On Wednesday afternoon I managed to take the above photograph which I had been intending to take for some time to put on the side bar of my blog. Del Boy saw me taking the photo. About an hour later the neighbour who lives in the house on the left in the photo came round to see me. He was clearly very upset. Del Boy had phoned him to say that I had being taking photos of his garden and I was going to write to the council to complain about his untidy garden. I assured him that I was only taking photos of daffodils in the lane and offered to show them to him. We have had enough problems with Del Boy without him stirring up and inventing any more. Incidentally can you see the garden of the house on the left of the photo? I can't.

Thursday 12 March 2009

Changing home

No, we are not about to move house again. Certainly not after all the blood, sweat and tears that have now gone into this cottage, not to mention the oodles of money. Although moving back south was another of my brother's crackpot ideas. Because of the difference in property prices, a move from south to north is usually a one way ticket and we have now decided that we do not want to move back south. We are going to stay here and enjoy the fruits of our labours.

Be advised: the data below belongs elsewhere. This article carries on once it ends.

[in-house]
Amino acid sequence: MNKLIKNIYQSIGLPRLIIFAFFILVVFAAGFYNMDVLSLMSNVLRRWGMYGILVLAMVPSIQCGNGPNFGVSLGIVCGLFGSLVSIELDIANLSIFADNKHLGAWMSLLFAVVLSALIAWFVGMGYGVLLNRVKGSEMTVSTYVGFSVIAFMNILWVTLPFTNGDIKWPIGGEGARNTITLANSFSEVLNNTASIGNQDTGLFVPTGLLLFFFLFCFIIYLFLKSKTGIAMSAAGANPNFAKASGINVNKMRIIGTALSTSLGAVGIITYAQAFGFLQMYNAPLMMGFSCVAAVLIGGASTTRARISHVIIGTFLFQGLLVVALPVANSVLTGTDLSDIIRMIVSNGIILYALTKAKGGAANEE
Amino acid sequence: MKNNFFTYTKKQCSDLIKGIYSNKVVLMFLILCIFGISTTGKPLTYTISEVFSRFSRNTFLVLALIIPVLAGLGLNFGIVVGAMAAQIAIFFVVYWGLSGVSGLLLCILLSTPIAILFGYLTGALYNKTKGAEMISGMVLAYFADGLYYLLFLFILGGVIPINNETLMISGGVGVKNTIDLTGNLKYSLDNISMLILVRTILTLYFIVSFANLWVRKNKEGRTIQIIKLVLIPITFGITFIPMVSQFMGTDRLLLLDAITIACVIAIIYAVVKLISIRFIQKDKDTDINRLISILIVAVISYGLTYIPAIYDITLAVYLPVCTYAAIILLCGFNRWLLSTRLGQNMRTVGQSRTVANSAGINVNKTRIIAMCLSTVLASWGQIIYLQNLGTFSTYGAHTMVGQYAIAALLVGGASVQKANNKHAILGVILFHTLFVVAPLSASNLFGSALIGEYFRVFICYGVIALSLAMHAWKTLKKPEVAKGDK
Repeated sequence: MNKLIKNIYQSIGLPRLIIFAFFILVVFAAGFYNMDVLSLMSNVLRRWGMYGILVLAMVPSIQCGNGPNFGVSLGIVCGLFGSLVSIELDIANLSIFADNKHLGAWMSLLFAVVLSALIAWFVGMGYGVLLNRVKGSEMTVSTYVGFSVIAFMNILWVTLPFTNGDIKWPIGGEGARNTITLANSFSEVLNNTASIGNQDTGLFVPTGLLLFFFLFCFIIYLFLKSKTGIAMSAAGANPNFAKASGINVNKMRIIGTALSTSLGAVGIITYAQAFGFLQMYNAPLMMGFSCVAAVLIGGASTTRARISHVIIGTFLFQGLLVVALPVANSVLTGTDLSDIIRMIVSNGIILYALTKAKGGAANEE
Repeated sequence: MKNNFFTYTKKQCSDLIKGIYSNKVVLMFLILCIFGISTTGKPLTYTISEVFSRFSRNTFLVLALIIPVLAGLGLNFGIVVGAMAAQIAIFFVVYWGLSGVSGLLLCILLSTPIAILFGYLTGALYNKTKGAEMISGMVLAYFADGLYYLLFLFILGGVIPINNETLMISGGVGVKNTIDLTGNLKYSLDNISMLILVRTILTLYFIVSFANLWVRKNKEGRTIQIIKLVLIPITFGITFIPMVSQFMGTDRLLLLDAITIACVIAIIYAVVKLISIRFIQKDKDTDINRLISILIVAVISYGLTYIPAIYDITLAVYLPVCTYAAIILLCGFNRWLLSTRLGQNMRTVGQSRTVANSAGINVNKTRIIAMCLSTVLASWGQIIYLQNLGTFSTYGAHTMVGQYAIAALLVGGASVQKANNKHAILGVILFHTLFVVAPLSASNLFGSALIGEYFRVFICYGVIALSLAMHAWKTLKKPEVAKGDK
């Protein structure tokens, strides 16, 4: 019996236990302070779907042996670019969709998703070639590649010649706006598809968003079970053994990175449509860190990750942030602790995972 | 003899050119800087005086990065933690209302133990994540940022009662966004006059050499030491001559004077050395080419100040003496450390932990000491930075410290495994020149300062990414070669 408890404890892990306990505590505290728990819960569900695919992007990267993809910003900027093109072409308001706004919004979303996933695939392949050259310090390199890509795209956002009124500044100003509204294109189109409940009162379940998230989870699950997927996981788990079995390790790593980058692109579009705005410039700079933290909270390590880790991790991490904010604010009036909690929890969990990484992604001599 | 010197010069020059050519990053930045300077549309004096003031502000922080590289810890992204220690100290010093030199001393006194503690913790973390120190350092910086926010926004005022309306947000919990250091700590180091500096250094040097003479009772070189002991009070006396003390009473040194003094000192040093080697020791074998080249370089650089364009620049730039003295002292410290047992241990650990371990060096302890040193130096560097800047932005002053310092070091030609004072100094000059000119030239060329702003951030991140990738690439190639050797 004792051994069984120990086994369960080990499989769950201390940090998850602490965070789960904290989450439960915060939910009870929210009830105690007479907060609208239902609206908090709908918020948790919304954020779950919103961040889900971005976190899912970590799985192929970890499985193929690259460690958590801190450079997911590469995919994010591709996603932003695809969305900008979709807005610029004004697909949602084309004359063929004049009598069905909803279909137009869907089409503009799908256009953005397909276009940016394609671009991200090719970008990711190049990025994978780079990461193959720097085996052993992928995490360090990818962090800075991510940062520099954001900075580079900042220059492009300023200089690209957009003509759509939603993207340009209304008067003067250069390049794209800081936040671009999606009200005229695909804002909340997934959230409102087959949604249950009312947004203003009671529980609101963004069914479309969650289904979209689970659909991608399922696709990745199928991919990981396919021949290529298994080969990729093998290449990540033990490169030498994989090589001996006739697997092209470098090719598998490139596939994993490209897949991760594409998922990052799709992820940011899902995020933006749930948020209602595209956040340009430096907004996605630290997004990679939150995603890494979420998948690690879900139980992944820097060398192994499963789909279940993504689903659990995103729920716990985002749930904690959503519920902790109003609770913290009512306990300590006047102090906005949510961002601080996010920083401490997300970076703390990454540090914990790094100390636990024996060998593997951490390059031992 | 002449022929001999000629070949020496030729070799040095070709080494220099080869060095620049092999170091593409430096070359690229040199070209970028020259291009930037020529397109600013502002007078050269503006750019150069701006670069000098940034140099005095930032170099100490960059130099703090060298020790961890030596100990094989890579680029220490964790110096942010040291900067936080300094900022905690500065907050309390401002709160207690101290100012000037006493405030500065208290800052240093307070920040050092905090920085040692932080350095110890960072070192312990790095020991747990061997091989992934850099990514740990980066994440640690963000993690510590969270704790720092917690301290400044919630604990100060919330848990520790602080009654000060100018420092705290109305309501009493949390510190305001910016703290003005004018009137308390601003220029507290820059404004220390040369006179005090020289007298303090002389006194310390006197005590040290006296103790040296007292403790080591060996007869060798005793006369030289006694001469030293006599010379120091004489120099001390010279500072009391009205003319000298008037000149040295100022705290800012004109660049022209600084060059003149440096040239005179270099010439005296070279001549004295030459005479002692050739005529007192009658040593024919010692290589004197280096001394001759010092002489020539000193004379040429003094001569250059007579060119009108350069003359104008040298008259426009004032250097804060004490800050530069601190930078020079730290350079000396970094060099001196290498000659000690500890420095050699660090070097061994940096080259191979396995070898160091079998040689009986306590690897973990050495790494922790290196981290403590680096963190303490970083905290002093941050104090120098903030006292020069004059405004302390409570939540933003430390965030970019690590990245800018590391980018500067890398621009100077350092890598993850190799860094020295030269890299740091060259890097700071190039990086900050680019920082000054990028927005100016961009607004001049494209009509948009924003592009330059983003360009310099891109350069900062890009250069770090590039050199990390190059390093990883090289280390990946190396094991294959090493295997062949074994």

I think that we have moved more times than has been good for us and I have noticed that there are several in blogland who are about to move house or who are trying to move house. So I thought that I would write a post about my/our moving experiences. My move into the one bedroom flat that was my first purchase doesn't really count as all I possessed, apart from clothes, records and books etc., was a cooker, a bed and a stool. Three years later I had outgrown the flat and moved on to a small house. My parents helped me move - well my father really, as my mother sat around fanning herself and complaining about the heat. On the advice of the removal man we tried to drive from the flat to the new house via a route that I was not familiar with and we got lost. The vendors had had the telephone disconnected in the days before mobile phones and it took several days of phone calls from phone boxes to get it reconnected and it was actually my father who eventually managed to get things sorted out. What would a girl do without her father?